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Black bucks falling prey to stray dogs
Chander Parkash
Tribune News Service

A stray dog eats the flesh of a black buck.
A stray dog eats the flesh of a black buck. Photo by writer

Abohar, May 8
Over the past few years, stray dogs have turned dangerous enemy of black bucks, which has acquired the honour of state animal in 1989 and is also proud to be the only antelope confined to the Indian subcontinent.

“Now, poaching by human beings is not a headache for us as it has become rare due to awakening among people and stringent law imposed for banning the same. Our main worry is that we have no solution to save black bucks from stray dogs as their killing has become rampant in the past few years,” said one of the officials of state Wildlife Department.

As per official reports, in the past 16 months, about 25 black bucks had been killed by stray dogs in the sanctuary area spread over 13 villages, mostly inhibited by Bishnois- a predominantly agricultural Hindu community known for its love and sacrifices for saving the biodiversity, added another official.

“Last year, about 700 stray dogs were caught and taken away to faraway places from the sanctuary area and were released there so that they could not come back to this place,” said Kulwant Singh, a wildlife guard.

“Due to the erection of barbed wire fencing and temporary walls around farms by farmers of the area, black bucks find no outlet to escape when being chased by stray dogs and hence got killed in most of the cases,” he said.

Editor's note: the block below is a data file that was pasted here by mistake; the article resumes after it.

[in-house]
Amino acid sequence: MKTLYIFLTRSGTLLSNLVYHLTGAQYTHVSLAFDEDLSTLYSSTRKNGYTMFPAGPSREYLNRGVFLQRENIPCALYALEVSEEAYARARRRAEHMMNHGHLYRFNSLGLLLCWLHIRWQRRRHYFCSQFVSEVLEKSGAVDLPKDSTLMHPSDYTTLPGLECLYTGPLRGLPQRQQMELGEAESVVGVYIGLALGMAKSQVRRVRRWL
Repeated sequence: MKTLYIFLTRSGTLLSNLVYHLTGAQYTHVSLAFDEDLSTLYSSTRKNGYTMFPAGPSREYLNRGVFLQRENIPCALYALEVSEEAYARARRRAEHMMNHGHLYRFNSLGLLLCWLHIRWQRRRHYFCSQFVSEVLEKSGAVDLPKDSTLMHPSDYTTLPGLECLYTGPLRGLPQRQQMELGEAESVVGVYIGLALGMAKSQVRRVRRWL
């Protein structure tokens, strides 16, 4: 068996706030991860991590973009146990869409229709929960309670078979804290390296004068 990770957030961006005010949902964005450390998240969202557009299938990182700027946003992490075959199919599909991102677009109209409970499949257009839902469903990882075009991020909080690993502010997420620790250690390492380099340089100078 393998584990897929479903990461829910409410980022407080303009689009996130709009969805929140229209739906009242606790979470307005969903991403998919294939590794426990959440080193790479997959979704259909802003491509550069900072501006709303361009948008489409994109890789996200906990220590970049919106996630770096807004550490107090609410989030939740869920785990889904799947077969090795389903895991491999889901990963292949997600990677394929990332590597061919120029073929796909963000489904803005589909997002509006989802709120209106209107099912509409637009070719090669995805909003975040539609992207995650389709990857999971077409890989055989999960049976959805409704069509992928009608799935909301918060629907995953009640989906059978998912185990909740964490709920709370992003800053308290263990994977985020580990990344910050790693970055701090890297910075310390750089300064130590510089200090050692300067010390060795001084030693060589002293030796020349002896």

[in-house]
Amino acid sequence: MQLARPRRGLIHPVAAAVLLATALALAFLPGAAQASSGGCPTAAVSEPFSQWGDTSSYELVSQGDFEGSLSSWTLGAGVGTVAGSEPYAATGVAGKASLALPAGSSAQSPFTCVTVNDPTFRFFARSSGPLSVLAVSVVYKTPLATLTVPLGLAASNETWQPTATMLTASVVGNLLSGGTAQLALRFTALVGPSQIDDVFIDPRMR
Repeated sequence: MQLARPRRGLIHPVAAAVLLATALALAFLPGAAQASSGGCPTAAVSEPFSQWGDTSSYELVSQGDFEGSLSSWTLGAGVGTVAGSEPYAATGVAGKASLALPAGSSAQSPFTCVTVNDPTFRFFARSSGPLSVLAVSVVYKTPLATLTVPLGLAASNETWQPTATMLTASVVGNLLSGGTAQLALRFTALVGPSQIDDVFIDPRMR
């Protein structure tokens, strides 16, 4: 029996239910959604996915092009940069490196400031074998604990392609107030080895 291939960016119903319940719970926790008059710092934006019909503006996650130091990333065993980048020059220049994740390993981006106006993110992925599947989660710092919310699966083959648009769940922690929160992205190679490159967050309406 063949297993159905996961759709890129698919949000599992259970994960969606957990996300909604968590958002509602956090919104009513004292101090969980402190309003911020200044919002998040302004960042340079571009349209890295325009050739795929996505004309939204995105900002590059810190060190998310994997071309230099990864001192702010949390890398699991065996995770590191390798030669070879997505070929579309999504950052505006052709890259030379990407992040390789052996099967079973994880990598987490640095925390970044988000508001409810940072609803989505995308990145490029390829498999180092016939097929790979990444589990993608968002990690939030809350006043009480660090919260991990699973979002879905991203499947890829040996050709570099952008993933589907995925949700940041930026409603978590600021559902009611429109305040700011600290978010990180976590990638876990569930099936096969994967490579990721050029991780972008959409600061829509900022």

“Stray dogs have also been killing blue bull, another protected animal, in this area,” he said, adding that road accidents had also become a major source of causing physical harms to these animals.

Though number of injured black bucks and blue bulls were given treatment, most of them would die later on after they were released in the sanctuary, he added.

“Though the issue of the menace of stray dogs was taken with the authorities concerned, no solution has been worked out so far,” claimed Harbans Singh Dhillon, district wildlife officer, admitting that stray dogs had posed a serious threat to the existence of the sanctuary.

Sanjeev Godara, a member of the Punjab State Wildlife Board, said effective and massive sterilisation of stray dogs was needed to put a check on their increasing population in the area.

(To be continued)





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